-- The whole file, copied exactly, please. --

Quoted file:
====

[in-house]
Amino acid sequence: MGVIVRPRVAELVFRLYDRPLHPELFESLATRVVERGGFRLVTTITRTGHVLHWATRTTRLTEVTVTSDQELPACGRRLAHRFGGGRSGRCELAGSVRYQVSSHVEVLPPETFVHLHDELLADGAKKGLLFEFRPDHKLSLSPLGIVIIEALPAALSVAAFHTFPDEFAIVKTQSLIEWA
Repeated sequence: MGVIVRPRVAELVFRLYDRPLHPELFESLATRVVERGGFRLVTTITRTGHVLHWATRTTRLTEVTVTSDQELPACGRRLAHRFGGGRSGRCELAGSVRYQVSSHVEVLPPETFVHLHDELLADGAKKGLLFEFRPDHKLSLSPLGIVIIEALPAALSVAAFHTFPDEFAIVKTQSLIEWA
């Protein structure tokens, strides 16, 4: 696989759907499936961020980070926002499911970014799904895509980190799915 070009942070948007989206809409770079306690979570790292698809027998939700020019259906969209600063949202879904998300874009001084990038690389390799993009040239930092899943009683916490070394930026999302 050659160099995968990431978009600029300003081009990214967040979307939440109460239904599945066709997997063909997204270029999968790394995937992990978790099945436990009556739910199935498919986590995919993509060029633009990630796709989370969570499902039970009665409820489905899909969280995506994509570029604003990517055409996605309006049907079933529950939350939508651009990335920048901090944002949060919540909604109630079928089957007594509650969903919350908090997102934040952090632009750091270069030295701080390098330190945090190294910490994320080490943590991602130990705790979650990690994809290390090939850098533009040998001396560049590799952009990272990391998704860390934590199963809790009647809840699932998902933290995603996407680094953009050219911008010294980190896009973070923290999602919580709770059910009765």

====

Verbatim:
[in-house]
Amino acid sequence: MGVIVRPRVAELVFRLYDRPLHPELFESLATRVVERGGFRLVTTITRTGHVLHWATRTTRLTEVTVTSDQELPACGRRLAHRFGGGRSGRCELAGSVRYQVSSHVEVLPPETFVHLHDELLADGAKKGLLFEFRPDHKLSLSPLGIVIIEALPAALSVAAFHTFPDEFAIVKTQSLIEWA
Repeated sequence: MGVIVRPRVAELVFRLYDRPLHPELFESLATRVVERGGFRLVTTITRTGHVLHWATRTTRLTEVTVTSDQELPACGRRLAHRFGGGRSGRCELAGSVRYQVSSHVEVLPPETFVHLHDELLADGAKKGLLFEFRPDHKLSLSPLGIVIIEALPAALSVAAFHTFPDEFAIVKTQSLIEWA
């Protein structure tokens, strides 16, 4: 696989759907499936961020980070926002499911970014799904895509980190799915 070009942070948007989206809409770079306690979570790292698809027998939700020019259906969209600063949202879904998300874009001084990038690389390799993009040239930092899943009683916490070394930026999302 050659160099995968990431978009600029300003081009990214967040979307939440109460239904599945066709997997063909997204270029999968790394995937992990978790099945436990009556739910199935498919986590995919993509060029633009990630796709989370969570499902039970009665409820489905899909969280995506994509570029604003990517055409996605309006049907079933529950939350939508651009990335920048901090944002949060919540909604109630079928089957007594509650969903919350908090997102934040952090632009750091270069030295701080390098330190945090190294910490994320080490943590991602130990705790979650990690994809290390090939850098533009040998001396560049590799952009990272990391998704860390934590199963809790009647809840699932998902933290995603996407680094953009050219911008010294980190896009973070923290999602919580709770059910009765």